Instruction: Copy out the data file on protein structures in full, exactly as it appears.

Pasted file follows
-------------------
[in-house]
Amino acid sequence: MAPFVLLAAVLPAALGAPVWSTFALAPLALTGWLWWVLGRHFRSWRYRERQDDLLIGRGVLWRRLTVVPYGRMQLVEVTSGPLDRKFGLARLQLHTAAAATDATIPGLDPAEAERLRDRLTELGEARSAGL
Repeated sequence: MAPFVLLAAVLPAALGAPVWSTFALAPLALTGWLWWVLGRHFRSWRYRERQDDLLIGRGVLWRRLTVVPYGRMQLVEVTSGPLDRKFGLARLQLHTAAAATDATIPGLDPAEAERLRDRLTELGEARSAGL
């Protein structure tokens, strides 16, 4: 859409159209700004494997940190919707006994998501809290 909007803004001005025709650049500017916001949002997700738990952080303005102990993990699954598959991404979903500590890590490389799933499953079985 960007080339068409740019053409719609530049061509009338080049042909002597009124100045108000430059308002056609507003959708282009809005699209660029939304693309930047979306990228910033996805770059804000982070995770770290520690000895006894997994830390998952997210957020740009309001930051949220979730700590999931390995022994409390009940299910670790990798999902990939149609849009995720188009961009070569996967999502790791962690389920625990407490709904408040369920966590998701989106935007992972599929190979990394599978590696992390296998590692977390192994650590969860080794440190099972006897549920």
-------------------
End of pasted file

[in-house]
Amino acid sequence: MAPFVLLAAVLPAALGAPVWSTFALAPLALTGWLWWVLGRHFRSWRYRERQDDLLIGRGVLWRRLTVVPYGRMQLVEVTSGPLDRKFGLARLQLHTAAAATDATIPGLDPAEAERLRDRLTELGEARSAGL
Repeated sequence: MAPFVLLAAVLPAALGAPVWSTFALAPLALTGWLWWVLGRHFRSWRYRERQDDLLIGRGVLWRRLTVVPYGRMQLVEVTSGPLDRKFGLARLQLHTAAAATDATIPGLDPAEAERLRDRLTELGEARSAGL
């Protein structure tokens, strides 16, 4: 859409159209700004494997940190919707006994998501809290 909007803004001005025709650049500017916001949002997700738990952080303005102990993990699954598959991404979903500590890590490389799933499953079985 960007080339068409740019053409719609530049061509009338080049042909002597009124100045108000430059308002056609507003959708282009809005699209660029939304693309930047979306990228910033996805770059804000982070995770770290520690000895006894997994830390998952997210957020740009309001930051949220979730700590999931390995022994409390009940299910670790990798999902990939149609849009995720188009961009070569996967999502790791962690389920625990407490709904408040369920966590998701989106935007992972599929190979990394599978590696992390296998590692977390192994650590969860080794440190099972006897549920």